Prof. Rüdiger HellMolecular Biology of Plants
The Department of Molecular Biology of Plants investigates the primary metabolism of sulfur and the the role of amino-terminal protein acetylation in plants. Its teaching activities include molecular, genetics, biochemistry, physiology and biotechnology of model and crop plants. Research and teaching activities are based on state-of-the art facilities and equipment, including the Metabolomics Core Technology Platform.
The regulation of assimilatory sulfate reduction and biosynthesis of cysteine is investigated using the favorite plant of molecular biologists, Arabidopsis thaliana, a member of the Brassicaceae family. Cysteine is of great importance for human and animal nutrition. It is the precursor of donor for all compounds containing reduced sulfur in the cell. Sulfur is indispensable for proteins (methionine, disulfide bridges), electron transport (Fe/S clusters), redox control (glutathione) and cofactors (acetyl coenzyme A, biotin, thiamine, lipoic acid). In plants it additionally contributes to plant defense and secondary metabolism. Reduced sulfur is therefore an indispensable factor for life. Plants as photoautotrophic organisms are, directly or indirectly, the exclusive source of cysteine for animal life.
Investigation of cysteine synthesis is of fundamental interest because it constitutes a central regulator for the entire assimilation pathway of inorganic sulfate and is based on unique biochemical and cell biological properties. Cysteine synthesis is carried out by a bifunctional hetero-decameric protein complex. The cysteine synthase complex and its subunits catalyse the formation of O-acetylserine, the precursor of cysteine, and cysteine itself, and additionally acts as a sensor for sulfide in the cell. Signals via the complex regulate the expression of genes encoding steps upstream in the pathway, notably of sulfate transport at the plasmalemma and reduction of activated sulfate (adenosine phosphosulfate). Cysteine synthase complexes are present in plastids, the cytosol and mitochondria. Our findings using mutants of Arabidopsis indicate specific functions of each of these sites in the synthesis of sulfide, O-acetylserine and cysteine together with regulatory and stress response functions. Further projects address the role of cysteine synthesis for glutathione-mediated redox processes, the link between sulfate reduction with seed storage protein formation and the activation of sulfur metabolism during drought stress.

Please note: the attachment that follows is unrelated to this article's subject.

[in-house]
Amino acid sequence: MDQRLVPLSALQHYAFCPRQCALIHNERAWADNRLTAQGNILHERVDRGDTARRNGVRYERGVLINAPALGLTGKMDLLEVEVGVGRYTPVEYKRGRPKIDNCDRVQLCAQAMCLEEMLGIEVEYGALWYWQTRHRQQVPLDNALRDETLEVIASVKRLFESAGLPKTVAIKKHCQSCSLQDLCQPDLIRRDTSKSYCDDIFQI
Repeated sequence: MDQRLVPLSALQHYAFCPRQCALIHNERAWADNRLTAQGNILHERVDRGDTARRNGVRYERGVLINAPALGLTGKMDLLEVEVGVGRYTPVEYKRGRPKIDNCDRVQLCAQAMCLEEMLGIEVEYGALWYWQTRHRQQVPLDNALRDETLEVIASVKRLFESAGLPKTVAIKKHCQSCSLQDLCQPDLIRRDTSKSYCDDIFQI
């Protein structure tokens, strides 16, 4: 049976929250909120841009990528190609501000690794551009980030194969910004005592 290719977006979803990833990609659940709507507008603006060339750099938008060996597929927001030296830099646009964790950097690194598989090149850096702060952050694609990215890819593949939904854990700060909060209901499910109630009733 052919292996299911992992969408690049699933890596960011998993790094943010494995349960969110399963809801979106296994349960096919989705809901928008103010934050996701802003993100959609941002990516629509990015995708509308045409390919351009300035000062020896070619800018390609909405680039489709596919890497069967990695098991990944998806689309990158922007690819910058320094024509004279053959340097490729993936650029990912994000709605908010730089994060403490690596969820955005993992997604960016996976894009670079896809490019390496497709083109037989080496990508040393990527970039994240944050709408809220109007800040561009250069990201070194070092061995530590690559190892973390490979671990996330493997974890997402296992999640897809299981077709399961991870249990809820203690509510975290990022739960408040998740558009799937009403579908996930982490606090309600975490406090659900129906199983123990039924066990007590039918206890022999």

The N-terminal acetylation of proteins by N-acetyltransferases (NATs) is the other major topic of the department. N-terminal acetylation is probably the most abundant co- or post-translational modification of eukaryotic proteins with more than 80% of proteins being fully or partially acetylated in mammals. Recent findings show a broad spectrum of acetylation including metabolic proteins and the presence of a family of similar NAT complexes in Arabidopsis as compared to yeast and mammals. The remarkable evolutionary conservation of these proteins and their mechanism of action can be well addressed using Arabidopsis as experimental system. The plant approach exceeds yeas and animal systems by its suitability to study cellular and developmental effects of experimentally altered acetylation patterns. Using T-DNA insertion mutants and complementation of Arabidopsis NATs are functionally characterized with respect to target phenotypes.
Regulation of the assimilatory sulfate reduction pathway by internal signals
Besides nitrogen (N) and phosphor, sulfur (S) is the most important macronutrient, which is taken up from the soil. The uptake of S as sulfate is mediated via specific transporters and strictly regulated in higher plants to ensure optimal growth. After the uptake of sulfate in the root, sulfate is transported to the shoot, reduced to sulfide and fixed in the proteinogenic amino acid cysteine. The entire reaction cascade including the uptake, activation, reduction and fixation of S is called assimilatory sulfate reduction pathway (ASRP, Fig 1).
The strict regulation and coordination of ASRP with diverse metabolic pathways, like carbon (C) and N- fixation, implies the presence of internal signals. The C and N containing precursor of cysteine, O-acetylserine (OAS), is supposed to act as such a signal. The sulfate transporters at the plasmalemma of root cells are known to be induced by high intracellular concentration of OAS, which is dependant of the actual S, C and N supply of the plant (Fig 2).
The signal perception and transduction cascade that results in the transcriptional activation of sulfate transporters and key regulators of sulfate reduction are not known at present. A custom made gene array, which covers the complete transcriptome of the ASRP, will be used in combination with N and S-deprivation experiments and knock out mutant of key steps in the ASRP to reveal new targets of regulation by OAS (Fig 3). In addition transgenic plants, which express proteins encoding for key steps in ASRP, will be produced to identify regulatory steps in OAS production and homeostasis.